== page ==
Podcast analyzes how pop culture shaped the LGBTQIA+ world – 06/27/2021 – Illustrated

Accustomed to comedy, drag queens have found fertile ground in the current wave of podcasts that has invaded streaming platforms. From “RuPaul’s Drag Race” competitors to national performers, there are several queens who created programs to talk about LGBTQIA+ world issues.

Faced with so many offers, it is easy to fall into the doldrums. Perhaps that’s why “Queers Gone By” soon catches the eye — its premise is original, creative and quite pertinent to anyone represented by the rainbow flag.

Launched in 2019, the podcast is hosted by British drag queen Kate Butch — a play on singer Kate Bush’s name and the English word for “macho” — and bisexual comedian Caitlin Powell. This week, they reached episode number one hundred, so there’s already plenty of material available for anyone wanting to meet “Queers Gone By”.

Each week, the two pick a movie, series, character, or any other element of pop culture to analyze and decide whether it has contributed in any way to the LGBTQIA+ “training” of them and thousands of others. There are from truisms, such as the series “Glee” —it’s a well-known fact that it helped many people come out of the closet—, to titles that should cause strangeness, like “Art Attack”, a Disney program that taught children how to make art.

Many LGBTs will certainly delight in Kate and Caitlin’s conversations, as they both slowly and thoroughly dissect the elements of these works in order to find pro-diversity codes between the lines, or else to identify strong elements of gay imagery that are present in films and series that never intended to make a nod to this community.

This is the case of the episode about “The Devil Wears Prada”, for example. In addition to talking about fashion and the female universe, the film also has a real life diva, Meryl Streep, in the role of that who became a fictional diva, the executioner Miranda Priestly. Or “High School Musical”, a musical centered on a kind of silly romance, but which has as one of its highlights the fabulous pop star Sharpay.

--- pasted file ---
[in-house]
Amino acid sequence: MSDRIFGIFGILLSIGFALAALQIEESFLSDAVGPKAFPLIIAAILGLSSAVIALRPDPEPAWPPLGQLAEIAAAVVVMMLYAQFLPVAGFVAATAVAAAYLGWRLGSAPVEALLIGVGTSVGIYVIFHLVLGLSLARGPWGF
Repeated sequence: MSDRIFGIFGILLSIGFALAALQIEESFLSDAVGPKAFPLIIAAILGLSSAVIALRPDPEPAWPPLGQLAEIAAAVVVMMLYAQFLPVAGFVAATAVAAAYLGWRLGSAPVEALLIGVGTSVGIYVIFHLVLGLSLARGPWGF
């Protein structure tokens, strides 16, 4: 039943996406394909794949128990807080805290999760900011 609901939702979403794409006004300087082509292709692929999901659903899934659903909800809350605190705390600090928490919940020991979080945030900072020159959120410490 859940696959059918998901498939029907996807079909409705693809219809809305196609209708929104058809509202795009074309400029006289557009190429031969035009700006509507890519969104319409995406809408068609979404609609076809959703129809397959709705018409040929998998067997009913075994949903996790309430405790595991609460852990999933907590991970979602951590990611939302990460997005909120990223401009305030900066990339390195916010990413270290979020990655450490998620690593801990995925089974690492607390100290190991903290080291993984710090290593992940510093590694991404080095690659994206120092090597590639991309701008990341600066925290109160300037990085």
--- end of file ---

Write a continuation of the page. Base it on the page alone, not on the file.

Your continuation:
These readings involve some clichés, it’s true, but the fun is just noticing how some stereotypes actually make sense—and that’s okay.

There are several episodes that appeal to nostalgia. Some are quite specific to Brits, it’s true, but others debate phenomena so global that they should entertain even non-LGBT people. In the one destined for “Shrek”, for example, some not very important animation scenes soon take on much more ingenious and extravagant meanings.

The hosts say they identified with the Dreamworks ogre universe because the seminal film, after all, was about how fairy tale creatures were stalked and labeled as freaks. They even elevate the Big Bad Wolf to the role of a non-binary icon, while the fact that Pinocchio admits that he wears women’s underwear is also reason for speculation.

This mix of nostalgia, humor and conspiracy theories is a lot of fun, but it fails because of the way the podcast is run. There is a hint of amateurism in the episodes, which are much longer than they should be simply because the hosts often get lost in side conversations and inside jokes.

For those who haven’t dived headfirst into “Queers Gone By” and therefore aren’t that involved with Kate and Caitlin, it can be hard to find the strength to listen to more than one chapter of the show.

The absence of a script adds to some technical problems that should also alienate some of the listeners. The volume of episodes fluctuates a lot and often the audience will need to lower the sound when being machine-gunned by the screams and loud laughter of the presenters.

“Queers Gone By” is part of a fantastic idea, but very badly used by the duo. A revamping of the show would certainly be fine, and maybe even help it take flight beyond the LGBTQIA+ audience — not least because the theme curation is great and easy to relate to.


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